All in all, some users were able to name some of the benefits about robo-advisors, which include tax-loss harvesting. In the case of Betterment, it offers “automatic rebalancing” (e.g., other robo-advisors can rebalance an ETF portfolio) and “tax coordinated investing.”

Robio-advisors can also do “automatic investing,” “direct indexing,” and “retirement and taxable accounts” coordination. These three are some of the features of Wealthfront, plus an indexing algorithm called smart beta.

Their human counterparts can also accomplish those above-mentioned undertakings (with the aid of computers and software, too). However, with robo-advisors, they are more consistently and at a lower expense on the part of the clients.

Can You Lose Money With Robo-Advisors?

A U.S. 100-dollar bill as a puzzle, with some missing pieces
A U.S. 100-dollar bill as a puzzle, with some missing pieces

Generally speaking, investments come with their respective levels of risks, particularly when one considers market volatility.

For personal finance website The Balance, robo-advisors are capable of managing these risks and taking the right steps when the market becomes volatile. However, it warns that it’s not enough to rely on their services and capabilities because people who do so may still lose money in the long run.

What The Balance advises for those using a robo-advisor is to diversify their portfolio. In addition, they can invest in real estate and keep enough cash with them.

There were Hacker News users whose views on robo-advisors reflected the ones stated by The Balance in its website.

One of them was a former Wealthfront client, who lost money when it “auto-opted” him/her on a hedge fund, which resulted in him/her paying higher fees. Everything became “a mess” when he/she opted to transfer his/her assets somewhere else because he/she found him/herself with “500 individual stock equity positions.” He/she was able to fix everything, but in the end. he/she “lost a fair amount of money.”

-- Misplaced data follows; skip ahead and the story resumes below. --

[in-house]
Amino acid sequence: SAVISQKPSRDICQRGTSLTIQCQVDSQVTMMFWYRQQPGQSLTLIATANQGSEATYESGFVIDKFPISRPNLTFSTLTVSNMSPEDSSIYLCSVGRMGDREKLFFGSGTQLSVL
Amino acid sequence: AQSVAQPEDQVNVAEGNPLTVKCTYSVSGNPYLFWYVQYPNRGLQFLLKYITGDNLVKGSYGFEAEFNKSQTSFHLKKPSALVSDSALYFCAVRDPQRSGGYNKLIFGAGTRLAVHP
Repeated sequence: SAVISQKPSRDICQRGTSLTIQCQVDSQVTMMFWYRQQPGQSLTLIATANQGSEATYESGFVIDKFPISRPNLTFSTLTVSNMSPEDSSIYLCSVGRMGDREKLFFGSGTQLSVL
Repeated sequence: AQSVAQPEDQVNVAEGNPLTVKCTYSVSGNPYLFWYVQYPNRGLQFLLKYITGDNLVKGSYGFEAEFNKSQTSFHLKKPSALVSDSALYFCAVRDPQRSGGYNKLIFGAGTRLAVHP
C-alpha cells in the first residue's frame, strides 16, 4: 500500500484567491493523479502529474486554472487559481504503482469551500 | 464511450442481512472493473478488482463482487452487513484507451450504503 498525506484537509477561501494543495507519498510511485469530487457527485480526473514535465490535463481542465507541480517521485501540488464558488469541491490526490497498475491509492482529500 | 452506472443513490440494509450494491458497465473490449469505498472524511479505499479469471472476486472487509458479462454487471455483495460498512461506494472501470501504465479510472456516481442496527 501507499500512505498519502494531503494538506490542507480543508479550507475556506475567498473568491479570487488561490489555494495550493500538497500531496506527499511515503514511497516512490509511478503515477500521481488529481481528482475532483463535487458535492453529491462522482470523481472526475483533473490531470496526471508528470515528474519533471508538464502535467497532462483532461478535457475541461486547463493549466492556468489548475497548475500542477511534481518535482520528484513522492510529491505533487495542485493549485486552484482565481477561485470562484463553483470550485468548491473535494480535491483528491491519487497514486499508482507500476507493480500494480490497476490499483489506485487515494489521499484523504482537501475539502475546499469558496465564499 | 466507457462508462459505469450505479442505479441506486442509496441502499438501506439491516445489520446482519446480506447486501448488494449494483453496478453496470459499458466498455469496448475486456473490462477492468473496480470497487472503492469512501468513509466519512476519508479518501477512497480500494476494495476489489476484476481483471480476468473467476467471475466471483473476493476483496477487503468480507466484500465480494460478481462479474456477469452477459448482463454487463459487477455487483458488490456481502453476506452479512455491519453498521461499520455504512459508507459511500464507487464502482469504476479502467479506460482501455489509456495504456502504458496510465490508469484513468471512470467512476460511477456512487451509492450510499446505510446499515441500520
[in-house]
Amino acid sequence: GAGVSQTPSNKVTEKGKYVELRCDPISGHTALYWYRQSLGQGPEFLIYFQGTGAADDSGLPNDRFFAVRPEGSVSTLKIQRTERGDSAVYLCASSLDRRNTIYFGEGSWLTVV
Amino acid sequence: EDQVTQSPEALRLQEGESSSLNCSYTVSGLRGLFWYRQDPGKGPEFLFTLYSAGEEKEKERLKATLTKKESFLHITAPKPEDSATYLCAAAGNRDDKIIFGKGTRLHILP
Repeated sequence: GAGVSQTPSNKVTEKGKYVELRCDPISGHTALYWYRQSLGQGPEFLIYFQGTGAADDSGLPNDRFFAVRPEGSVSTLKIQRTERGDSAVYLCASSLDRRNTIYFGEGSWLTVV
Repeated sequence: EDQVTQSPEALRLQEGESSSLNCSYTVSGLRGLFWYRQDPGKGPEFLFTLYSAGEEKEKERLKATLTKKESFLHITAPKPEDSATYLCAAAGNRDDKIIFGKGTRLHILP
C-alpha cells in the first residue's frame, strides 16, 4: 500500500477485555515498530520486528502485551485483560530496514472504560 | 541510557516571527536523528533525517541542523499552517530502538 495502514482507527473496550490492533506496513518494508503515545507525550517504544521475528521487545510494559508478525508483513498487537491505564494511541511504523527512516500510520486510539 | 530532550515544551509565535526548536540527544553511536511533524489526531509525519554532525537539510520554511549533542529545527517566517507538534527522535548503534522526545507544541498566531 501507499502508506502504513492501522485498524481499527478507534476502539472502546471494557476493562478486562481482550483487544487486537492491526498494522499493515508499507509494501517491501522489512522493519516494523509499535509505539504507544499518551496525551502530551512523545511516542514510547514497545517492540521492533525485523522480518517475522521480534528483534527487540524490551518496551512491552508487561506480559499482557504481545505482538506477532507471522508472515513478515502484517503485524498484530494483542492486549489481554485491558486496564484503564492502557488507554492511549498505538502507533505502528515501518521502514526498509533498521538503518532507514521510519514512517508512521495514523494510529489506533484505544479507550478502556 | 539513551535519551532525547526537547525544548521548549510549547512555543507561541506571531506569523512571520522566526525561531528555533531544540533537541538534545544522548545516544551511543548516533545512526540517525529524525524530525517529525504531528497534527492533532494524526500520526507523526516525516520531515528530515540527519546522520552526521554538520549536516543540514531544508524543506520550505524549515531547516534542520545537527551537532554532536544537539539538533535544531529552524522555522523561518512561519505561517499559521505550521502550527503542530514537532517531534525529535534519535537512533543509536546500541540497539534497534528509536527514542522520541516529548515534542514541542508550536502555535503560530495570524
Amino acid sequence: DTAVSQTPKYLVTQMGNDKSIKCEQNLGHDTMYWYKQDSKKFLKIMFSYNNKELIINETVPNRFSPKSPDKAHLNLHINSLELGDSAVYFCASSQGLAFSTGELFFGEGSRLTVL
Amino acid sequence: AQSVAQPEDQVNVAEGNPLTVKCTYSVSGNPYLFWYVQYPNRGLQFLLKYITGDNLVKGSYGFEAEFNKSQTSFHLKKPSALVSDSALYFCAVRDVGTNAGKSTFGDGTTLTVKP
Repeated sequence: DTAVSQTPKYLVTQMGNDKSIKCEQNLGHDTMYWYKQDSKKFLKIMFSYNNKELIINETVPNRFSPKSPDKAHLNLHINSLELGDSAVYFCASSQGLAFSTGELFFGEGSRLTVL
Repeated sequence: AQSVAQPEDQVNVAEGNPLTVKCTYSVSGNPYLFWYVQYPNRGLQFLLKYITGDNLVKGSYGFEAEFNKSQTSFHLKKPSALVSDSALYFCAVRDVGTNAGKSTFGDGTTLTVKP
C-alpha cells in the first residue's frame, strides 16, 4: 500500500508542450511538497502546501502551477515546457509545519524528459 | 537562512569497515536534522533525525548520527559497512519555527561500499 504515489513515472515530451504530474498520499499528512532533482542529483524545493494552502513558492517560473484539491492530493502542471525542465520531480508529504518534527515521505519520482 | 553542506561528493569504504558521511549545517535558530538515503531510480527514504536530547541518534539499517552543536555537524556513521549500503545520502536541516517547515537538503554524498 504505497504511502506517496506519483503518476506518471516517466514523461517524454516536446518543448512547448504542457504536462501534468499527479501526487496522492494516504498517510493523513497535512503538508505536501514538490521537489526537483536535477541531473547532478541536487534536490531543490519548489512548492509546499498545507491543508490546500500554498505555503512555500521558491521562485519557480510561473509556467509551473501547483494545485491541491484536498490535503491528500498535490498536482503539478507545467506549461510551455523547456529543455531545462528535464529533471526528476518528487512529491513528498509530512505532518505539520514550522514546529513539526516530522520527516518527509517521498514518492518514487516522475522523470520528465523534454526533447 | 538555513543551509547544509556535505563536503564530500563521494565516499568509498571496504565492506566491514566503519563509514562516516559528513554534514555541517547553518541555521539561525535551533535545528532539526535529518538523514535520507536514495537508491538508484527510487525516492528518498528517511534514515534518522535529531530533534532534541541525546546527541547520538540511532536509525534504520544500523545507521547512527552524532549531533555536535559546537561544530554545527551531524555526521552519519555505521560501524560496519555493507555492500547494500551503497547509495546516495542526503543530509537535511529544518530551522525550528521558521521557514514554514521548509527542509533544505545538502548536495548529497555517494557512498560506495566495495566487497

Another user said that robo-advisors were just “a waste of money,” particularly for an “informed investor.” Such a person (the example given was an insurance salesman), according to this user, could even be better informed than an actual human financial advisor.

So, for the informed ones, no need for robo-advisors, but the uninformed investors will benefit from both human and digital financial advisors.

Conclusion

Hand of a robot and a human hand reaching out to each other
Hand of a robot and a human hand reaching out to each other

Deloitte, a global financial services provider, stated in a 2016 report a forecast that by 2025, robo-advisors will handle assets under management worth an estimated $16 trillion.

Considering the pros and cons, one user, however, promotes the idea of relying on BOTH human financial advisors and robo-advisors.

Brad Jenser (user “sixminuteabs”) happens to be the co-founder and chief technology officer of Farther, a New York-based financial services company. Jenser claims that a team of experts “boosted by tech” can successfully handle wealth management.

Borrowing the words of Howie Mandel, is it a deal or no deal? Will you entrust your investments – your precious money – to robo-advisors, to human financial advisors, or to both?

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About The Authors

William Willis

William Willis - William Willis is a freelance writer and social media manager who specializes in assisting finance professionals and Fintech entrepreneurs in growing their online audience and attracting more paying customers. William worked as a bank teller and virtual assistant for financial firms in the United States and the United Kingdom for six years before beginning her writing career. William is a strong force in the workplace, inspiring others to work hard and excel with his optimistic attitude and boundless energy. He enjoys hiking, crocheting, and playing video games with his children in his spare time.